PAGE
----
Given that many North Dakota farmers’ 2019 corn harvest lasted more than six months – and a few still haven’t finished it – it’s not surprising that they significantly reduced the number of acres planted in 2020.

North Dakota corn acreage this spring is pegged at 2.4 million, 31.5% lower than the 3.5 million planted in 2019, according to the U.S. Department of Agriculture National Agricultural Statistics Service acreage report released Tuesday, June 30. The report is based on surveys of farmers during the first two weeks in June.

The combination of the seemingly never-ending 2019 harvest and unfavorable planting conditions this spring likely discouraged some North Dakota farmers from planting corn this year, said Frayne Olson, NDSU Extension marketing specialist.

In March 2020, 75% of the 2019 corn in North Dakota had not been harvested. On the last day of June, a few 2019 corn fields remain too wet to combine.

Meanwhile, the cold, wet spring of 2020 resulted in delayed planting of this year’s corn crop.

WDAY logo
listen live
watch live
Newsletter signup for email alerts

Farmers didn’t again want to risk planting beyond the optimal time, and ending up with immature corn that they will have to harvest in spring 2021, Olson said

“Farmers said ‘I got burned last year,” he said.

While North Dakota planted fewer acres of corn this spring than last, Minnesota farmers planted more. Minnesota’s 2020 acreage is pegged at 8.1 million acres, up about 4% from 7.8 million in 2019, the NASS report said.

Both North Dakota’s and Minnesota’s soybean acreage rose more than 6.5% from 2019. Minnesota farmers planted 7 million acres this spring, compared with 6.85 million acres last year. In North Dakota, 2020 soybean acreage is pegged at 6 million, which is 400,000 more than last year.

Nationwide, farmers planted 92 million acres of corn. While that’s 3% or 2.1 million acres more than last year, it took the trade by surprise because, earlier this spring, U.S. farmers had indicated they would plant 97 million acres in 2020.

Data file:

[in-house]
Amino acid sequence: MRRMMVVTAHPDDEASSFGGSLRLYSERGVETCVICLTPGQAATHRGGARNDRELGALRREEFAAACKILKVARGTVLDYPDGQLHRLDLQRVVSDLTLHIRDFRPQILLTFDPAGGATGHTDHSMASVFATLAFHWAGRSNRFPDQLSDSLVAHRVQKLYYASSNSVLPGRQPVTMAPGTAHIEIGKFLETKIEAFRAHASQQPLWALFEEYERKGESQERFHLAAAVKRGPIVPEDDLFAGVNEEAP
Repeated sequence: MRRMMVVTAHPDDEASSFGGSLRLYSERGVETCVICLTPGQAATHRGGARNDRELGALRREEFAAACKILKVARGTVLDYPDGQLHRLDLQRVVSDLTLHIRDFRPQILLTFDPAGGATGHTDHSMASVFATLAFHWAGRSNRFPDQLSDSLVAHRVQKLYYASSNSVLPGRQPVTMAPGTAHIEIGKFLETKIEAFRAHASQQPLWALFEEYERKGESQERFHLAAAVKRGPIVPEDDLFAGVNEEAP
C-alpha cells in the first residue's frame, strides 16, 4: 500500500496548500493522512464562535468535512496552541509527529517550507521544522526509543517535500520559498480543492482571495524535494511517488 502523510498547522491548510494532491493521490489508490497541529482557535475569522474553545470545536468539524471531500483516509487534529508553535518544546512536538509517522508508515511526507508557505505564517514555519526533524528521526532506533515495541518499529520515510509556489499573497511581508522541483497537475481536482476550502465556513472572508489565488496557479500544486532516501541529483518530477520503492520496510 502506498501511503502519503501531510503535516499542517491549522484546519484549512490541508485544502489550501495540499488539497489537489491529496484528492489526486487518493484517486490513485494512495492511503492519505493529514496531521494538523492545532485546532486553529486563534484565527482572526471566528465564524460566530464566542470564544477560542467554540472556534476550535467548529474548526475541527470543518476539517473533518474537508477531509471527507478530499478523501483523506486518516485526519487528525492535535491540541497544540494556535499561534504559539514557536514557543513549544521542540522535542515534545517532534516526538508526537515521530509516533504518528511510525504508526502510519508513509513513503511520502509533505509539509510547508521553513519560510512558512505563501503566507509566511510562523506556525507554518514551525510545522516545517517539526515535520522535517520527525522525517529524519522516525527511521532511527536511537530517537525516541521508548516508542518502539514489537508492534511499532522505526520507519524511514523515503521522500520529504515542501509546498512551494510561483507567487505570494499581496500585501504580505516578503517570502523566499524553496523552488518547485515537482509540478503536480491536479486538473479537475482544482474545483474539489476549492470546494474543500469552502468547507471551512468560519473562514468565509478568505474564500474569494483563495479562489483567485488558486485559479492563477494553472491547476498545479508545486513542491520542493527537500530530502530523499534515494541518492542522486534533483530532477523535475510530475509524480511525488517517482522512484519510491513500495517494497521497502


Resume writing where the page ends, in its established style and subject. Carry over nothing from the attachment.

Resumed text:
Though the trade had expected the acres farmers planted would be less than the 97 million estimated in the March 31 planting intentions report, they didn’t expect it would be 6 million acres less, Olson said. The March report is based on a survey of what farmers intend to seed that growing season if all goes according to plan.

“The average trade estimate was about 95.2 (million acres). The number today was 92 ... about 3 million less than we thought,” he said Tuesday.

Meanwhile, the number of soybean acres U.S. farmers planted, vs. how much they had indicated this spring they would plant, also surprised the trade, Olson said.

“In March, the number we got out of that initial survey was 83.5 million acres. The average trade guess was 84.7 million acres. The number we got was 83.8 million acres,” he said.

Both corn and soybeans futures prices rose by double-digit cents per bushel after the report was released Tuesday.

Wheat prices also rose a few cents a bushel as U.S. farmers will plant the smallest crop on record.

Total wheat U.S. wheat acreage this year is estimated at 44.3 million, the lowest amount of acres planted since USDA began keeping records in 1919, the June 30 report said.

North Dakota farmers planted 6 million acres of spring wheat this year, a 10.5% decrease from last year’s 6.7 million acres, according to the National Agricultural Statistics Service.

The reduction in North Dakota’s spring wheat acreage likely is the result of wet weather, especially in the northeast part of the state, during the 2020 planting season, Olson said.

“It was wet, it was cold, things weren’t drying out,” he said.

Another reason for the reduction in North Dakota wheat acres is that a good share of cropland, especially in the east-central part of the state, likely didn’t get planted at all because of the wet conditions, said Erica Olson, North Dakota market development and research manager

“I think that is a chunk of it,” Olson said.

Minnesota farmers, meanwhile, planted 1.3 million of spring wheat acres this year, 9% less than the 1.45 million acres they planted in 2019.

Besides corn and wheat, another North Dakota crop that had a double-digit decrease in acreage this year is potatoes. Thousands of acres of potatoes, like corn, weren't harvested last fall because of wet field conditions. The fresh commodity, unlike corn, spoils if left in the field until spring.

North Dakota farmers planted 65,000 acres of potatoes in 2020, 11% less than the 73 million acres they planted in 2019. Across the Red River, Minnesota farmers planted 45,000 acres this year or about 2% less than last year, according to the NASS report.